How the GIF Changed the Internet

It’s safe to say that most of us don’t go a day on the internet without running across at least one GIF. From text messages to Facebook updates, GIFs are everywhere. We use them to make a point in work emails, to share a joke with a friend, and even to liven up research papers. They’ve become part of the climate of the modern internet.

This makes it all the more surprising to realize that there was a time, not so long ago, when the GIF was viewed as a relic of the early days of the internet, and it was widely assumed that it was on its way out. But the GIF would surprise us all. In this article, we explore the unlikely origins of the internet’s favorite graphic—and its unexpected second act.

Where the GIF Came From
  • Who invented the GIF? The GIF was developed by a Compuserve programmer named Steve Wilhite in 1986, and first unveiled to the world in the summer of 1987. There were a number of things about the GIF that made it radically different than any other graphic format in use at the time. Unlike other formats, it could be used on any type of computer. The GIF was designed to be tiny enough that it would load quickly even on slow connection. Most importantly, it compressed a great deal of data into a single file. One important difference from today’s GIFs is that the first GIFs didn’t usually move—they were still images. Just like today’s GIFs, though, the first GIFs could use up to 256 distinct colors.
  • Who owns the GIF? The earliest GIFs were owned and copyrighted by the company that had developed them, Compuserve. The company ran into trouble, however, when it turned out that the software company Unisys owned the rights to the compression method used by the GIF. In the ensuing legal battle, Unisys claimed the right to charge anybody who wanted to use the GIF in their software—which led to the creation of an alternative format called the PNG. (An early version of the PNG was called the PING, which stood for “PING is not GIF.”)
  • When did moving GIFs come about? Moving GIFs were introduced by the now-defunct web browser Netscape in 1995. GIFs became a popular graphic format on the earliest websites, which often sported moving images like marching dinosaurs and dancing bananas. But the ongoing legal struggle over the format’s ownership stymied programmers who wanted to use the GIF, and the once-revolutionary format seemed on the verge of extinction.
How the Internet Reinvented the GIF
  • An uncertain future. In 2004, Unisys’s patent on the compressing technique that underpinned the format expired, and the GIF could be used by anyone. It remained an open question, however, whether anyone would actually continue using GIFs. Computer graphics had come a long way since 1987, and the GIF seemed comparatively primitive.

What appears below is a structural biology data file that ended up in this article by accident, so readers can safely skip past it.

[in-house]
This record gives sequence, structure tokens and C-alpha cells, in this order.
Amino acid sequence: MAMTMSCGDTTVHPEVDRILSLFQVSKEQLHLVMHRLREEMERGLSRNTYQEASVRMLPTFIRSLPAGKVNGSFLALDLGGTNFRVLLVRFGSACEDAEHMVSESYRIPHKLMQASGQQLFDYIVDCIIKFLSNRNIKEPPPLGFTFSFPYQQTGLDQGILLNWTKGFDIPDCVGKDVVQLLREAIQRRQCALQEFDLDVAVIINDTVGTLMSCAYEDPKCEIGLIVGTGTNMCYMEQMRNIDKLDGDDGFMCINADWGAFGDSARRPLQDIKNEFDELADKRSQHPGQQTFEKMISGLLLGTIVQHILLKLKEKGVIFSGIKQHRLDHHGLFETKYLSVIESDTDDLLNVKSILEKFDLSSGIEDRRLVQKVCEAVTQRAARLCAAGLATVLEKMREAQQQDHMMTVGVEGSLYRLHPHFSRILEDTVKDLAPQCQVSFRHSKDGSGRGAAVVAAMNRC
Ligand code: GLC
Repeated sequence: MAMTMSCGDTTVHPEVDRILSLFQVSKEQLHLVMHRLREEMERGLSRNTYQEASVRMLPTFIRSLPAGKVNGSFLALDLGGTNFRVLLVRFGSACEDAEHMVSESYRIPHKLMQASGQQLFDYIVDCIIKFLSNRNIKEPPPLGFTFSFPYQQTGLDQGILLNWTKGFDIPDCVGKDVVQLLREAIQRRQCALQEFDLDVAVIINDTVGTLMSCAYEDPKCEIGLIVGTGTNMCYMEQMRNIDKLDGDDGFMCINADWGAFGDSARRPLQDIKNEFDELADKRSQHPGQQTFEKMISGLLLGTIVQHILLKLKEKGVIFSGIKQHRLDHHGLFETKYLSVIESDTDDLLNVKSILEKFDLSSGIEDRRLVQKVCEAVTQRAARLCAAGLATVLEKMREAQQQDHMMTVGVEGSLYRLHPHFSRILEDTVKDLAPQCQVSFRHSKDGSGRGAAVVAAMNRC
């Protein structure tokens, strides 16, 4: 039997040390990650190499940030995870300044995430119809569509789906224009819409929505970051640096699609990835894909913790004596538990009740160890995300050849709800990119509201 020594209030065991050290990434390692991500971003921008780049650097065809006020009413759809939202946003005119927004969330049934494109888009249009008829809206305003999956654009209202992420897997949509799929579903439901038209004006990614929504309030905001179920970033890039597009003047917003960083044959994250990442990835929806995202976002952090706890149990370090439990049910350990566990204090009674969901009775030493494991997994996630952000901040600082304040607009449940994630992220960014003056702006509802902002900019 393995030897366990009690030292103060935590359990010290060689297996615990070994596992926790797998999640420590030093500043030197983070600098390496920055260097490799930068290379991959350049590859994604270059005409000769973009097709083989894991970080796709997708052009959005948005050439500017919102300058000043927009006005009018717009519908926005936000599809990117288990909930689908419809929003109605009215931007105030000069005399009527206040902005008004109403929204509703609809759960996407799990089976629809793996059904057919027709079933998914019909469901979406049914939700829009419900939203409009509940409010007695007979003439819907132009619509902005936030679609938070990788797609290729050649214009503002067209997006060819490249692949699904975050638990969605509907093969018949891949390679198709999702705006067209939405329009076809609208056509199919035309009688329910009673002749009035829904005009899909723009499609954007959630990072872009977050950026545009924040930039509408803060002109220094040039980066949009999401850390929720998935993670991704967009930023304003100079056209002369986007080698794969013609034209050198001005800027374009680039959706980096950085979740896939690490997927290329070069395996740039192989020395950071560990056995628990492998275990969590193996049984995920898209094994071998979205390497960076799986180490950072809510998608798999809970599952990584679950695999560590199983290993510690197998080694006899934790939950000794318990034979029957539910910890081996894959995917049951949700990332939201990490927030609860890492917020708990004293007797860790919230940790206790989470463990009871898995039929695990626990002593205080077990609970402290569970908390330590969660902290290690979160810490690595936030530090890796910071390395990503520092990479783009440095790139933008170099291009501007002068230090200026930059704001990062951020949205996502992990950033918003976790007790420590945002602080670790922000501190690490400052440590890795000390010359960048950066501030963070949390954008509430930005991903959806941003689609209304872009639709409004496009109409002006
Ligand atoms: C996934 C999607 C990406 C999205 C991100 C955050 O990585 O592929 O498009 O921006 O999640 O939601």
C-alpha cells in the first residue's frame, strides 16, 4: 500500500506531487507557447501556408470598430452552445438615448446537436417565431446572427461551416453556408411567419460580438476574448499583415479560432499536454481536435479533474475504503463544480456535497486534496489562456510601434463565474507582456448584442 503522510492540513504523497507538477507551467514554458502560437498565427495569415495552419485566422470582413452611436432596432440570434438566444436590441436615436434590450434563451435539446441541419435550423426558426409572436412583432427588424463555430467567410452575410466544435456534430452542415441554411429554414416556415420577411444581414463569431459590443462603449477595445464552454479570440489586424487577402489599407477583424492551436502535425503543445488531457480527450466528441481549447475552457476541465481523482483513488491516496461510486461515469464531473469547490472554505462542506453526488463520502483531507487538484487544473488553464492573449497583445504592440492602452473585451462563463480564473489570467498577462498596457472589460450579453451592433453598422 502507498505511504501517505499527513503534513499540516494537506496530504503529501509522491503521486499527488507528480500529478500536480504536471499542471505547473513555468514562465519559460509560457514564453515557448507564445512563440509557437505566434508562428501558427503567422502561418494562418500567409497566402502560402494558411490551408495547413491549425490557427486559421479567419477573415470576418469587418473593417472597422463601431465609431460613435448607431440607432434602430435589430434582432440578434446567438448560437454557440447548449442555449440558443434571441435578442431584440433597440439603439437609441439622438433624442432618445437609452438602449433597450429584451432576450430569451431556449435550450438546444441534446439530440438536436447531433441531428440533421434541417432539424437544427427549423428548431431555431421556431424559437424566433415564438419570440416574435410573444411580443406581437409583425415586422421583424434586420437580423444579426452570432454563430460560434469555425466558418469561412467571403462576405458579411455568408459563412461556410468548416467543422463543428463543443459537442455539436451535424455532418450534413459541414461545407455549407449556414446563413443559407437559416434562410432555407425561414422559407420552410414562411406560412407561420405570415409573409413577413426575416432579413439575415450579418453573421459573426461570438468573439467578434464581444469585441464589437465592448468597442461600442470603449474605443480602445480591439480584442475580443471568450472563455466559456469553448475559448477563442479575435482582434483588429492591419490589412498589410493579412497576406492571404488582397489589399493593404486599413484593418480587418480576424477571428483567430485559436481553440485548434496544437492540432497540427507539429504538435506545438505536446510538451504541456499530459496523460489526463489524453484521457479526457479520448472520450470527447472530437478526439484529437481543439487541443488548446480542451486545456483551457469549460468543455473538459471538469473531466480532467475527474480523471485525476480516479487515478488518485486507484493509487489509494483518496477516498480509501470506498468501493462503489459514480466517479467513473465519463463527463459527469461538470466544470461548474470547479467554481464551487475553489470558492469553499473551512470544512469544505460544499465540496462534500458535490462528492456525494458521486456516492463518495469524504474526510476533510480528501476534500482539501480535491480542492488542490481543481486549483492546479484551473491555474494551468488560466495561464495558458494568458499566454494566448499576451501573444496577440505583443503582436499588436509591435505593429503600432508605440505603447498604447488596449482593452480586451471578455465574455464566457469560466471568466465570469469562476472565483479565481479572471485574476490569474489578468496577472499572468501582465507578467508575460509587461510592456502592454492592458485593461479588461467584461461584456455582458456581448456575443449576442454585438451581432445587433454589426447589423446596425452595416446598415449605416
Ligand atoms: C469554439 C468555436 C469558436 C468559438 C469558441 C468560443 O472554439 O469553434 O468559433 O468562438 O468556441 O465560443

• An unexpected comeback. It was the GIF’s very simplicity, however, that allowed it to slip back into our lives. The GIF began popping up on popular online forums such as Reddit, where people began tossing their favorite GIFs into discussions. By then, the GIF was old-fashioned enough that its use seemed playful and ironic, like references to ’80s music or old NES games. In this new context, the GIF suddenly seemed to have limitless potential. A single looping image could be used to express almost any emotion in a funny and memorable way.
  • A new era. The decade we’re living through might well be called the era of the GIF, because use of the format exploded after 2010. As more people began using smartphones and communicating through text messages, the GIF went from obscure to inescapable. Everybody had their favorite GIF, whether it was Michael Jackson eagerly scarfing popcorn, Orson Welles sullenly clapping, or Homer Simpson slowly disappearing into a bush. The Oxford Dictionary even named GIF its American word of 2012.
  • A lingering question. For today’s millennials, GIFs are as essential to conversation as language itself. One maddening question, however, continues to dog the GIF: How do you pronounce it? One clue might lie in the name itself: GIF stands for Graphics Interchange Format. Does the word use a hard G, like the one in “graphics”? Not according to the creator, Steve Wilhite, who says that the word should be pronounced with a soft G, like the one in “gym.” No matter how you choose to say it, there’s only one GIF—and it’s safe to say it isn’t going away any time soon.

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About the Author

Justyn - Digital Marketing Manager, Special Projects
Justyn Dillingham

Digital Marketing Manager, Special Projects

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